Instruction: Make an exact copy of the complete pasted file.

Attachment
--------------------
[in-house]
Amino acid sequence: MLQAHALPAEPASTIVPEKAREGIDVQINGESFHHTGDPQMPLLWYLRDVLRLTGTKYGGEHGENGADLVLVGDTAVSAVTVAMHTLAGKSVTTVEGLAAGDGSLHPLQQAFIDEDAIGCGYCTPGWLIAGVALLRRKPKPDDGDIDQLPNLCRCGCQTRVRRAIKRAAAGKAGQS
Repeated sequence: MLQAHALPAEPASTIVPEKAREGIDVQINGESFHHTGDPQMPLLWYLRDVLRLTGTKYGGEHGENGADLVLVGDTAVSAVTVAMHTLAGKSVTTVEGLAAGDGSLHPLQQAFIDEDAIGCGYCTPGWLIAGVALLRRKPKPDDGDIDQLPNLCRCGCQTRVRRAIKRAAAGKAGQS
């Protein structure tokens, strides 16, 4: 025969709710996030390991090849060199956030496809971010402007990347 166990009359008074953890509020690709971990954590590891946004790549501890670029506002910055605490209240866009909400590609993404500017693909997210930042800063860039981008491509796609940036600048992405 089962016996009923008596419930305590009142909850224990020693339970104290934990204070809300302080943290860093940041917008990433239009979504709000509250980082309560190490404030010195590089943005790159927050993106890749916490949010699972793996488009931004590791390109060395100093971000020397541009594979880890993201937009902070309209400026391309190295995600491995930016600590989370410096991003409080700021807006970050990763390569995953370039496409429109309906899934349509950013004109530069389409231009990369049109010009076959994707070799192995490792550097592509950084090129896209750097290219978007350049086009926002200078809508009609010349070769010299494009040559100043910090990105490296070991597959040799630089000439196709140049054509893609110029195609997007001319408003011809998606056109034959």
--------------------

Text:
[in-house]
Amino acid sequence: MLQAHALPAEPASTIVPEKAREGIDVQINGESFHHTGDPQMPLLWYLRDVLRLTGTKYGGEHGENGADLVLVGDTAVSAVTVAMHTLAGKSVTTVEGLAAGDGSLHPLQQAFIDEDAIGCGYCTPGWLIAGVALLRRKPKPDDGDIDQLPNLCRCGCQTRVRRAIKRAAAGKAGQS
Repeated sequence: MLQAHALPAEPASTIVPEKAREGIDVQINGESFHHTGDPQMPLLWYLRDVLRLTGTKYGGEHGENGADLVLVGDTAVSAVTVAMHTLAGKSVTTVEGLAAGDGSLHPLQQAFIDEDAIGCGYCTPGWLIAGVALLRRKPKPDDGDIDQLPNLCRCGCQTRVRRAIKRAAAGKAGQS
């Protein structure tokens, strides 16, 4: 025969709710996030390991090849060199956030496809971010402007990347 166990009359008074953890509020690709971990954590590891946004790549501890670029506002910055605490209240866009909400590609993404500017693909997210930042800063860039981008491509796609940036600048992405 089962016996009923008596419930305590009142909850224990020693339970104290934990204070809300302080943290860093940041917008990433239009979504709000509250980082309560190490404030010195590089943005790159927050993106890749916490949010699972793996488009931004590791390109060395100093971000020397541009594979880890993201937009902070309209400026391309190295995600491995930016600590989370410096991003409080700021807006970050990763390569995953370039496409429109309906899934349509950013004109530069389409231009990369049109010009076959994707070799192995490792550097592509950084090129896209750097290219978007350049086009926002200078809508009609010349070769010299494009040559100043910090990105490296070991597959040799630089000439196709140049054509893609110029195609997007001319408003011809998606056109034959």